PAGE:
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Thursday, April 3, 2008

We Don't Serve Contaminated Fish, Period

We serve low-mercury Albacore Tuna from the Pacific-Northwest. This tuna is on the small side, which means it DOES NOT have the harmful levels of mercury. But they are old enough to reproduce. This is the safest tuna.

Don't let other restaurants poison you with their PRIZED Tuna!

Be careful what you Catch!
What are contaminants?
Despite their valuable qualities, fish can pose considerable health risks when contaminated with substances such as metals (e.g., mercury and lead), industrial chemicals (e.g., PCBs) and pesticides (e.g., DDT and dieldrin). Through increased testing, many of our oceans, lakes and rivers are now known to be surprisingly tainted. As a result, some fish are sufficiently contaminated that Environmental Defense recommends limited or no consumption.

Where do contaminants come from?
Contaminants enter the water in a variety of ways. Industrial and municipal discharges, agricultural practices, and storm water runoff can all deposit harmful substances directly into the water. Rain can also wash chemicals from the land or air into streams and rivers. These contaminants are then carried downstream into lakes, reservoirs and estuaries.
Fish take in these substances in several ways, and their contaminant levels depend on factors like species, size, age and location. Mercury, for example, is naturally converted by bacteria into methylmercury. Fish absorb methylmercury mostly from their food, but also from the water as it passes over their gills. Generally, larger and older fish have had more time to bioaccumulate mercury from their food and the water than smaller and younger fish. In addition, large predatory fish (like sharks and swordfish) near the top of marine food chains are more likely to have high levels of mercury than fish lower in marine food chains due to the process of biomagnification.
Fish can also absorb organic chemicals (such as PCBs, dioxins and DDT) from the water, suspended sediments, and their food. In contaminated areas, bottom-dwelling fish are especially likely to have high levels of such toxins because these substances run off the land and settle to the bottom. These organic chemicals then concentrate in the skin, organs and other fatty tissues of fish. Wild striped bass, bluefish, American eel, and seatrout tend to be high in PCBs, since they are bottom-tending fish often found in contaminated rivers and estuaries.

The above was sourced from www.oceansalive.org
We always think of fish as clean and healthy alternative in our diet. I can remember about 5 years ago a well known fish supplier in New York's Fulton market was caught selling stripped bass from the Hudson River. This bass made it into some of Manhattans finest restaurants. As we know the Hudson River has faced years of chemical buildup. Not one person I know would even consider eating bass from the Hudson River. Although Shad is said to be edible from the Hudson River because supposedly it does not eat and absorb toxins during it river journey.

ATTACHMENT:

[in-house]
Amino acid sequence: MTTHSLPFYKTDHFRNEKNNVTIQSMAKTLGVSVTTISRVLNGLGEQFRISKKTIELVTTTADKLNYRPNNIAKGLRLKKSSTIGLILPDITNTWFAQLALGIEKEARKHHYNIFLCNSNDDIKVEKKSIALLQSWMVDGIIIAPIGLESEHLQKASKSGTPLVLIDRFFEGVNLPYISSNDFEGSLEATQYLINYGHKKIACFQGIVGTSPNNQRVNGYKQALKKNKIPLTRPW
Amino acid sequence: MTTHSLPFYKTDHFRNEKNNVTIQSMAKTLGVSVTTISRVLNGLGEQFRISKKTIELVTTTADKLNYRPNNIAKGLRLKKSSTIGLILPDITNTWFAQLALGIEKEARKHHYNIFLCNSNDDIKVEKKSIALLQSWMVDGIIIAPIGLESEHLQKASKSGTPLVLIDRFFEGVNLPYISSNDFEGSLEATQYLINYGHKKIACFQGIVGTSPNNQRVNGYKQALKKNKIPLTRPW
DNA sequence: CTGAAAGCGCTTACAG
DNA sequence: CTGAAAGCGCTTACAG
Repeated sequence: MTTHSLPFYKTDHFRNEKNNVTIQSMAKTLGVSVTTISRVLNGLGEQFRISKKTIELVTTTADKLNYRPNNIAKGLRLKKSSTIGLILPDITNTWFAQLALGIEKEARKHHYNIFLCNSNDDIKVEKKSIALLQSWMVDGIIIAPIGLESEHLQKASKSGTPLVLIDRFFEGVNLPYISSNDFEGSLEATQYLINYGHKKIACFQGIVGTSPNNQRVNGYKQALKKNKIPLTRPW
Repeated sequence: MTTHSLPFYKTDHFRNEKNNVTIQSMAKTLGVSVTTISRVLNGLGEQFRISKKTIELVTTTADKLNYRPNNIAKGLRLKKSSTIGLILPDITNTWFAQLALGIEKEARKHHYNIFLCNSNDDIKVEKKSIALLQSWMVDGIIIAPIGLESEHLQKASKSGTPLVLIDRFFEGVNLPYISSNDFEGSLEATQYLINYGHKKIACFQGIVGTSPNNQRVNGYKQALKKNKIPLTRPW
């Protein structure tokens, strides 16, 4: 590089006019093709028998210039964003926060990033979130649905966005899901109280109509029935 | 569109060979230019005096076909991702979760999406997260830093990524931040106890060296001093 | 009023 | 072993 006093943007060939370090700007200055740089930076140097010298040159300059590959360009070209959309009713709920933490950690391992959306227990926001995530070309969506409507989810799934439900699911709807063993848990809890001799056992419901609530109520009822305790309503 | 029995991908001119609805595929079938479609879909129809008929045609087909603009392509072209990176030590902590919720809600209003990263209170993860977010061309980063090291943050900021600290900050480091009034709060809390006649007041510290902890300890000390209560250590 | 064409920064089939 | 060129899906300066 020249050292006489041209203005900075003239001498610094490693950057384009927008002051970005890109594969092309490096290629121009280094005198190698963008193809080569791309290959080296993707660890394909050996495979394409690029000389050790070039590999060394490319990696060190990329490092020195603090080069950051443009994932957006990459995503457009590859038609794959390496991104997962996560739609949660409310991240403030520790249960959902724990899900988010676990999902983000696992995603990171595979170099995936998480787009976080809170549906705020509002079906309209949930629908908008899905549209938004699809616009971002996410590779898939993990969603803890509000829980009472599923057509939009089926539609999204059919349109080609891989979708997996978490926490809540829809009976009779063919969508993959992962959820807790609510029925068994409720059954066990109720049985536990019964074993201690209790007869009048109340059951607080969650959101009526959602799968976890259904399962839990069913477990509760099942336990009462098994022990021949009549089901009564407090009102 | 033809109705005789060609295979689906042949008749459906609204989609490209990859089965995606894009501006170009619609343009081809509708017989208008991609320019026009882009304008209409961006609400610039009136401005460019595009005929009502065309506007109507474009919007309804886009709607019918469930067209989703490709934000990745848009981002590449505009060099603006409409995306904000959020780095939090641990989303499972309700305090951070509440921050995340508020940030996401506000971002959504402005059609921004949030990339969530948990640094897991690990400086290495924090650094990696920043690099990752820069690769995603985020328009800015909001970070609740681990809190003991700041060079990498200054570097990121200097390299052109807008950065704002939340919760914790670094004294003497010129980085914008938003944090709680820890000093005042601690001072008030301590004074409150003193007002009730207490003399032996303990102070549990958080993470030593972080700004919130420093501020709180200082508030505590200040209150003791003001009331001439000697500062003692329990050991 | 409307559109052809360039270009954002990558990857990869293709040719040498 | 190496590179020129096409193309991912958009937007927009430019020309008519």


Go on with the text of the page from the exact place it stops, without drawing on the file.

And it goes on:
So is the seafood we are eating considered clean and pure? There are lots of fish that just come from the wrong areas of the world or are farmed in such a manner that increases these chemical exposures. Farmed salmon for instance has large amounts of dioxins and other harmful chemicals. These farmed salmon eat fish pellets that are made from other fish and fish parts. If these fish come from contaminated waters then it will carry down in the food supply. So the farmed salmon will bio-concentrate these dioxins, mercury and other impurities. When lots of fish are forced into small farms the risks of disease increases. This is when the use of antibiotics are increased. Because these farms are profit driven the use of growth enhancers such as synthetic hormones are given.
Where should are fish come from?
Certain areas of the world are much better off than other areas. I always like Alaska for good clean seafood. Alaska has very strict population management and is out of reach from large populated areas. I also just discovered a small company based out of Tobago, just off of Trinidad. This small company delivers hand line caught fish to several New York restaurants. Fish of this quality usually never goes to supermarkets. Supermarkets are very sensitive to price. These high quality fish most likely end up in high quality restaurants. Chefs seem to pay more for the fancy ingredients. As a general rule the fish I buy from wholesalers cost more than at the local supermarkets. There are many area around the world that supply bountiful seafood from clean waters.
What to do can we all do?
The questions you should ask are, how was this fish caught and where was it caught. There are great Internet companies that will overnight you extremely fresh fish. Also health food stores usually have a good selection on sustainable seafood in the freezer section.

You have ever right to know where and how the fish was caught you are eating.

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We would never expect you to eat this shrimp, nor do we serve farmed Asian shrimp

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